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In Breaking the Rules, Fil invites us to explore what happens when good religion turns bad. At such times we are weighed ...
In Breaking the Rules, Fil invites us to explore what happens when good religion turns bad. At such times we are weighed down with expectations of what it takes to be "right with God"--whether it is the expectations of others, holding up under pressure, fixing what's wrong or accomplishing big things for God.
When we set aside this false agenda, we find the courage to confess our fears and insecurities. We taste the depths of God's love for us. Here is an opportunity to quit trusting in your own ability to live for God, and simply trust in God instead.
Posted June 21, 2010
His thesis and life experience proclaims- we are to do what we can, that's all Jesus asks of us. I find it to be a valid and thought provoking point- it is a covenant between us and Jesus- using our time, talents and resources to deepen our personal walk with Christ and further the kingdom of God here on earth. And that is our response to His unconditional love- not an attempt to qualify or earn it through religious dogma. I get that.
What I don't get is found throughout and especially toward the end of his polemic on the failure of "religion." He uses Matthew 23 1-7 as an example of the problem with "religious" people. Verse 5- "They do all their deeds to be seen by others; for their phylacterties are broad and their fringes long." Or as Fil notes on page 227 "You love to be regarded highly. You crave respect. You love the best seat in the house where everyone can see you".
At times I think Fil falls into a similar trap- how proud he is of his break with "religion" or more accurately the Christian Church. He never defines what encompasses religion or the specifics that lead him to conclude,(page 214) "I am utterly convinced that religion was invented in the devil's workshop." And later on the same page, "The theology of religion is simple and operates on a single tenet: Exploit and marshal whatever power is obtainable to achieve whatever goal you believe is a smart endeavor."
Maybe such vitriol would make sense if put in context- but it lacks authenticity, witness, it relies on sweeping generalities and is devoid of any specifics. And that's the fallacy in his rhetorical style- guilt by association not by specific deeds in place or time.
All of his references to harken back to rabbinical law and how Jesus railed at them and "Broke the Rules" just as He was sent to do. There are no examples of todays "religion' behaving as such. I have to wonder why not?
So where has religion driven the stake through Fil's vision? Not at my church. Our small Methodist Church in Odessa De. challenges each of to do so and share our walk with others, for others to witness to the power of Christ in our lives. I would like Fil to visit our church and explain how it is born of the devil's workshop and how we exploit power.
I love his message of doing what we can because of of Jesus' unconditional love- not in order to win or earn it and Fil's willingness to shine light through the breaks in his armor. I think there is still a break he has yet to reveal and that is the anger that drives him to vilify "religion" with nary of mention of Christ's instructions at the last supper or where two or more or gathered there He will be and little mention of Christian community.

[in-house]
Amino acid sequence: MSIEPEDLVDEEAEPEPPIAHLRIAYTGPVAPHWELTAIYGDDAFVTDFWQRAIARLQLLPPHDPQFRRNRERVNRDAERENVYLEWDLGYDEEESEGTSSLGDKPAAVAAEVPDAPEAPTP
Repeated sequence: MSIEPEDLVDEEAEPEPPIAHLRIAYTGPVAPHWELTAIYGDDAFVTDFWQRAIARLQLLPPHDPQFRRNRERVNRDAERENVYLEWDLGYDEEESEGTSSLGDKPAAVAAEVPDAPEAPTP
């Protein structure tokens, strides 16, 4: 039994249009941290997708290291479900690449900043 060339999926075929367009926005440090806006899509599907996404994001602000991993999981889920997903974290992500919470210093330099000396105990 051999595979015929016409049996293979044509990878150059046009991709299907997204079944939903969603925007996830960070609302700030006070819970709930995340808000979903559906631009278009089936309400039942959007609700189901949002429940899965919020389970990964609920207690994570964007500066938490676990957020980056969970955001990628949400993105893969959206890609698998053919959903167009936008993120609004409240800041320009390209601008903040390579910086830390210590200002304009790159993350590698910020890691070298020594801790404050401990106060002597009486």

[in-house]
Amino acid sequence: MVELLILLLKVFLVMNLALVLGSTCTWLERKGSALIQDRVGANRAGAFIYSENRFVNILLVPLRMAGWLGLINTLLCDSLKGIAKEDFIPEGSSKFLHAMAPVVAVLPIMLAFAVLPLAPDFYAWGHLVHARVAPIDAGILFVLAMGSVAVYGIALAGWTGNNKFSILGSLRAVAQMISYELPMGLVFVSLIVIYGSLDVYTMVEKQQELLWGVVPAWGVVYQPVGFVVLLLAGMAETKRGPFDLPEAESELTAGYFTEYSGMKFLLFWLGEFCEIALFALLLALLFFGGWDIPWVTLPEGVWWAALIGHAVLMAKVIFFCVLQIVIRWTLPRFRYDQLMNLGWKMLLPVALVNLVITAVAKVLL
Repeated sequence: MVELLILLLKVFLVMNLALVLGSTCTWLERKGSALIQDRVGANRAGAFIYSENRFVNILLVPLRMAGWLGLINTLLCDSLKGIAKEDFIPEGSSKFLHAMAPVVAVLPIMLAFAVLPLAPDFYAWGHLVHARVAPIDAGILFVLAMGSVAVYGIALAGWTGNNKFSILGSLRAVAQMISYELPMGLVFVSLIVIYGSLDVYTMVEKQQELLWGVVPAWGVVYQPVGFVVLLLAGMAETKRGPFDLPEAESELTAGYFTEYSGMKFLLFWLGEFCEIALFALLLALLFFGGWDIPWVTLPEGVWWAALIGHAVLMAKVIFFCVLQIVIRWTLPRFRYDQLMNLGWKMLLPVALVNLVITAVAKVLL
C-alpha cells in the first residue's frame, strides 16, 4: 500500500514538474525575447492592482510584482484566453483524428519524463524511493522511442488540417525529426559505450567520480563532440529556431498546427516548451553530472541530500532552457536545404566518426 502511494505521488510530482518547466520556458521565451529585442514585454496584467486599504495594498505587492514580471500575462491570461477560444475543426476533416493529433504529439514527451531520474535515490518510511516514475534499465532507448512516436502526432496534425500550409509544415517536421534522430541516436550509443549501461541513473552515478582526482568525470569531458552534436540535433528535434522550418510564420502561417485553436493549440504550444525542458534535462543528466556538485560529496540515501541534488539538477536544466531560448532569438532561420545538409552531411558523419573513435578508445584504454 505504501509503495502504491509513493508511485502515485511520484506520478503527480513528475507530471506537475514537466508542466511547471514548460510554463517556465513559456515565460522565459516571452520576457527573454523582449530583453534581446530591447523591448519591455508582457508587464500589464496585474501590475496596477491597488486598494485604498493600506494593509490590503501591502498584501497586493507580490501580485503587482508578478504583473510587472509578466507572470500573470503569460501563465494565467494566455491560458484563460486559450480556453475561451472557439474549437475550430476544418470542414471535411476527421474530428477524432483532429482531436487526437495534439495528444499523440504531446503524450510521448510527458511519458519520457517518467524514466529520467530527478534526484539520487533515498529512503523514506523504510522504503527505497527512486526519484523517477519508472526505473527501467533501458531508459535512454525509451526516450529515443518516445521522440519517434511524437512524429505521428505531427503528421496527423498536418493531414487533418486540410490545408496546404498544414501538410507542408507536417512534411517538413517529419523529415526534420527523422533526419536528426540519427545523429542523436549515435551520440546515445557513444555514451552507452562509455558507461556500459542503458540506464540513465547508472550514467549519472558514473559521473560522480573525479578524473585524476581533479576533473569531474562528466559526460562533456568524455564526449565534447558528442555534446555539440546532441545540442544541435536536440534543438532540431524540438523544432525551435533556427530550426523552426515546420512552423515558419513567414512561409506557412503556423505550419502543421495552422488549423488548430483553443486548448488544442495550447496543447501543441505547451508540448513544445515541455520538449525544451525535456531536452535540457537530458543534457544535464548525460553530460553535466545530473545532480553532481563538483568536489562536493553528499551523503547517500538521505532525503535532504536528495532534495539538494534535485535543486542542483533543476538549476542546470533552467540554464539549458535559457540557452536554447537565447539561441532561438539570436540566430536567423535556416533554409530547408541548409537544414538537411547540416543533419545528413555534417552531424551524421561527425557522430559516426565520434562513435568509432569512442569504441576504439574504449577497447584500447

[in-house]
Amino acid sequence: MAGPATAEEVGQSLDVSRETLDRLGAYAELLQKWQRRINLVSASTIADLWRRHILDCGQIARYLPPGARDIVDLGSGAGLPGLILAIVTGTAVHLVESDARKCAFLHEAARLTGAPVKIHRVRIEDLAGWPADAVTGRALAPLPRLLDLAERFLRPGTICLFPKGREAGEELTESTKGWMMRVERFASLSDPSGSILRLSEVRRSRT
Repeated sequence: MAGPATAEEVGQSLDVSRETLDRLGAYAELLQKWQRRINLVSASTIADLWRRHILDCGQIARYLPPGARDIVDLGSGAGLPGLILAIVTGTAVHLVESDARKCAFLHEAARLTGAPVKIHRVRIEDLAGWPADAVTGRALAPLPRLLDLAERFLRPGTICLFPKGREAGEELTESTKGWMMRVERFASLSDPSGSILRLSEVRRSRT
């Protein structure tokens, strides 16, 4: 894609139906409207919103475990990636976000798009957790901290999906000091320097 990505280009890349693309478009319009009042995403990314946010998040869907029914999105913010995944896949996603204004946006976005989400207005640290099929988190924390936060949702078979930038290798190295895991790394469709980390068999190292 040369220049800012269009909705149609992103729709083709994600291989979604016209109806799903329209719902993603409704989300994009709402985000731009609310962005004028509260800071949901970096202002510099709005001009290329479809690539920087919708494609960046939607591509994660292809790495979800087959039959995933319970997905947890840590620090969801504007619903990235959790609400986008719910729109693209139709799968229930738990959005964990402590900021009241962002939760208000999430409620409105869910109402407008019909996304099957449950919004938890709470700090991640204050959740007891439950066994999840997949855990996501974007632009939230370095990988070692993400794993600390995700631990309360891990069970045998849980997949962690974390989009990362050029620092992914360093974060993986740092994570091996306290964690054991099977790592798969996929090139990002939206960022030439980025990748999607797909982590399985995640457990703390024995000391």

Many terrible acts have been committed in name of religion and many more will be. Religion is made up of humans, sinners, very fallible people prone to the seven deadly sins. It is also make up of many beautiful people who give what they can for Jesus so they can be his hands and feet in our broken world. I can show him some in Odessa De that I've been on mission trips with, served the homeless with and mourned and laughed with.
Posted March 13, 2010
Breaking the Rules is a must read. The transparency in which he writes is amazing. He had me from the first page. This book is a must for anyone who is seeking a closer, more intimate relationship with God. Read it, savor it, talk with God about it. Breaking the Rules is life changing and I'm will read it many times over.Was this review helpful? Yes NoThank you for your feedback. Report this reviewThank you, this review has been flagged.
Posted March 13, 2010
Every once in a great while you are privileged to be party to a life changing, game changing conversation...such is the case in my reading of Fil Anderson's book, Breaking the Rules. I've practically highlighted the entire book. If you have ever wrestled with the heaviness of rules and regulations and believed you always came up a bit short..this is the conversation to help set you free. If you have struggled with dogma that seems at odds with your head and heart, this is the book for you. Fil Anderson reveals his own personal story with brilliance, respect, and profound love captivating the reader with both challenge and celebration. It is a story not to be missed. It is a message resonating with anyone who has grappled with working so very hard to "be more, to be better, to be worthy." If in any way, you might relate....buy the book. Read the story. And if you are lucky enough....young enough...to not yet relate to such weight...read this book as a pro-active measure against ever being entrapped by well meaning, but sadly misdirected doctrine. Fil's book is an insightful voice that both compels the rebel and embraces that which is worthy of rebellion. So, buy the book. Read the story. It is a life changer. It is money and time very well spent.Was this review helpful? Yes NoThank you for your feedback. Report this reviewThank you, this review has been flagged.